JACKSONVILLE, N.C. — On the wall over her bunk in Kuwait, Marine Cpl. Nivia Huskey proudly displays a collection of sonogram printouts of the baby boy her pregnant spouse is carrying back home in North Carolina. If all goes as planned, the 28-year-old military policewoman will return to Camp Lejeune in time for a January delivery at an on-base hospital.
But the space on the baby’s birth certificate marked “Father” will be left blank.
Though her wedding in Washington, D.C., to Jessica Painter Huskey is recognized by the federal government, including the military, Cpl. Huskey is assigned to a battalion based in North Carolina, where state law bans same-sex marriage. She is barred from legally adopting her spouse’s biological child, and will have no legal recognition as a parent.
Last year’s U.S. Supreme Court ruling striking down the 1996 Defense of Marriage Act ensured that federal military benefits extend to same-sex partners and their children.
But about two-thirds of active-duty personnel in the U.S. are based in states that don’t recognize gay marriages, leaving thousands of military families missing out on legal rights they would enjoy if Uncle Sam had stationed them elsewhere.
At their home near Edwards Air Force Base north of Los Angeles, Lt. Col. Ivan Acosta and his husband George Guthrie enjoy the benefits of living in a state that recognizes their relationship. In April 2013, they jointly adopted a baby girl named Emma. Both men are listed as parents on their daughter’s passport and birth certificate.
“That is definitely why we would want to stay in California,” said Acosta, a 39-year-old aerospace engineer. “It’s something that we have to think about that most straight couples do not have to think about.”
Same-sex marriage is legal in 19 states and the District of Columbia. Challenges in other states continue to make their way through the courts, many of them successfully.
A three-judge federal appeals panel recently upheld a lower court ruling striking down Virginia’s same-sex marriage ban, a legal precedent considered binding on a judge currently considering the constitutionality of North Carolina’s very similar prohibition.
The Virginia ruling, like similar cases in a slew of states, remains on hold and appears headed to the U.S. Supreme Court.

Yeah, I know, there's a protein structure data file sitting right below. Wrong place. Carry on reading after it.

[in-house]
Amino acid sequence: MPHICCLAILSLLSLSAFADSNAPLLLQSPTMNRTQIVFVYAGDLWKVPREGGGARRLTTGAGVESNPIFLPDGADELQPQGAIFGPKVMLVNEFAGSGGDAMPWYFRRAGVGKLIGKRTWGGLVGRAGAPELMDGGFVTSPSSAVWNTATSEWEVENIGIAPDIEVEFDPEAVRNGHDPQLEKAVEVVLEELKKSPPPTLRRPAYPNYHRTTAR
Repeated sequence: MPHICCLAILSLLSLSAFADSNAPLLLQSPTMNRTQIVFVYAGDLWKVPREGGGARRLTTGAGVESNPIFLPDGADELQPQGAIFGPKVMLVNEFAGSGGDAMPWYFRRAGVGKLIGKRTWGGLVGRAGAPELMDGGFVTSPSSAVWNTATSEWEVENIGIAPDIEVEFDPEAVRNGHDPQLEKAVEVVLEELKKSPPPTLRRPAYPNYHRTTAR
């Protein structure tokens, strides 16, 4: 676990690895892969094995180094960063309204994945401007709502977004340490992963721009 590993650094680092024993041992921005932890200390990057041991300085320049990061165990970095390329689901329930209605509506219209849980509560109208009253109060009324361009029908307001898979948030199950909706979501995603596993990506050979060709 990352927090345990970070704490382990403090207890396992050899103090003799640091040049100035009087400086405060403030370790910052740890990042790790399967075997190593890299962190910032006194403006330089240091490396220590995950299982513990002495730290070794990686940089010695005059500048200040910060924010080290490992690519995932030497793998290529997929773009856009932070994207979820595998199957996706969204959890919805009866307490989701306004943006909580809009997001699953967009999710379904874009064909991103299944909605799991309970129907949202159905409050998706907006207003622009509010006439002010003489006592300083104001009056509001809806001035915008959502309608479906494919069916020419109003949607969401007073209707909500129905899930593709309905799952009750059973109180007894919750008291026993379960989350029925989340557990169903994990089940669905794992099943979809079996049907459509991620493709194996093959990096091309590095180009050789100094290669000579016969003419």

The Huskeys both grew up in an area dominated by peach orchards outside Gaffney, South Carolina. They were good friends in high school and began dating while in college.
Cpl. Huskey enlisted with the Marine Corps within days of the 2012 repeal of “Don’t Ask, Don’t Tell.” They got married last year, just before the Marine shipped out for a war tour in Afghanistan.
Currently in Kuwait, Cpl. Huskey was not available for an interview.
Jessica Huskey spoke at their tidy house outside Jacksonville, a short drive north of the sprawling base where her spouse is posted when stateside. The home is filled with photos and keepsakes of their nearly 10 years together.
A lawyer, Huskey has put a lot of thought into the potential legal implications of what will happen if their baby is born before the law changes. When a married heterosexual woman has a child in North Carolina, the law presumes her husband to be the biological father — even if the child was in reality conceived through an extramarital affair or by using a reproductive donor.
“A straight couple could be in the exact position we are, their child conceived in the exact same way, but automatically that parent is considered to be the other parent, regardless,” Huskey said. “That isn’t fair.”
With her spouse barred from having any parental rights, Huskey worries what might happen if she were to get sick or die in an accident. Though she intends to draft a will expressing her desire for their son to remain with her wife, there is no guarantee a state judge will follow those wishes — especially if Jessica Huskey’s blood relatives fight for custody.
In an emergency, Cpl. Huskey won’t be able to make health care decisions on behalf of their child without presenting a medical power of attorney signed by Jessica Huskey. When it comes time to register for public school, the Marine once again won’t be recognized as a parent.
“What other parent has to carry around a power-of-attorney for their child?” Huskey asked. “How much sense does that make?”
The baby will qualify for federal family benefits through Cpl. Huskey’s military service, but only if she registers the child as her stepson.
“I know that’s hard to swallow for Nivia,” Huskey said. “For her, that’s not her stepchild. That’s her son.”
Acosta and his husband feel lucky not have to worry about such legal headaches. The military gave him three weeks of paternity leave to be home with his new baby. Emma, now 2, goes to an on-base daycare. They are in the process of adopting a second child.
Unlike enlisted men and women, officers are sometimes given some say in where they are posted. Acosta, who is from Florida, said he has requested to be allowed to stay where he is.
“If we went to a different state that didn’t recognize (our marriage), I’m not sure of all the challenges but I’m sure it wouldn’t be as easy as in California,” he said.
The northwestern corner of South Carolina where the Huskeys grew up is very socially conservative. Both were raised in fundamentalist churches and even some members of their immediate families still see their marriage as an abomination. By speaking out now, the Huskeys hope more people will learn to accept their marriage and their choice to have a child.
“We grew up in the South. This is home to us,” she said. “I just think we want things to change here. We’d like to see our family recognized as any other family.”